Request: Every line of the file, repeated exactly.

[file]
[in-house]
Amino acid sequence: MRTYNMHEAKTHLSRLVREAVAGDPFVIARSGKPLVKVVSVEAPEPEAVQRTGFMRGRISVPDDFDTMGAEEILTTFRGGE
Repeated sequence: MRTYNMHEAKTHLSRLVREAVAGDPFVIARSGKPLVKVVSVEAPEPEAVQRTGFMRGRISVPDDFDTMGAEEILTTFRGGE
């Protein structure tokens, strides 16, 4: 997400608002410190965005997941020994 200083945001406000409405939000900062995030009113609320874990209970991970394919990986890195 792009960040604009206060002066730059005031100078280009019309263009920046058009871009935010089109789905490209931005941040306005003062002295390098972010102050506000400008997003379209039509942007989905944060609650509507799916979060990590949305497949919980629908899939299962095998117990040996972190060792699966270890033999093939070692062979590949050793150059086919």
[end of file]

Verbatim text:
[in-house]
Amino acid sequence: MRTYNMHEAKTHLSRLVREAVAGDPFVIARSGKPLVKVVSVEAPEPEAVQRTGFMRGRISVPDDFDTMGAEEILTTFRGGE
Repeated sequence: MRTYNMHEAKTHLSRLVREAVAGDPFVIARSGKPLVKVVSVEAPEPEAVQRTGFMRGRISVPDDFDTMGAEEILTTFRGGE
């Protein structure tokens, strides 16, 4: 997400608002410190965005997941020994 200083945001406000409405939000900062995030009113609320874990209970991970394919990986890195 792009960040604009206060002066730059005031100078280009019309263009920046058009871009935010089109789905490209931005941040306005003062002295390098972010102050506000400008997003379209039509942007989905944060609650509507799916979060990590949305497949919980629908899939299962095998117990040996972190060792699966270890033999093939070692062979590949050793150059086919």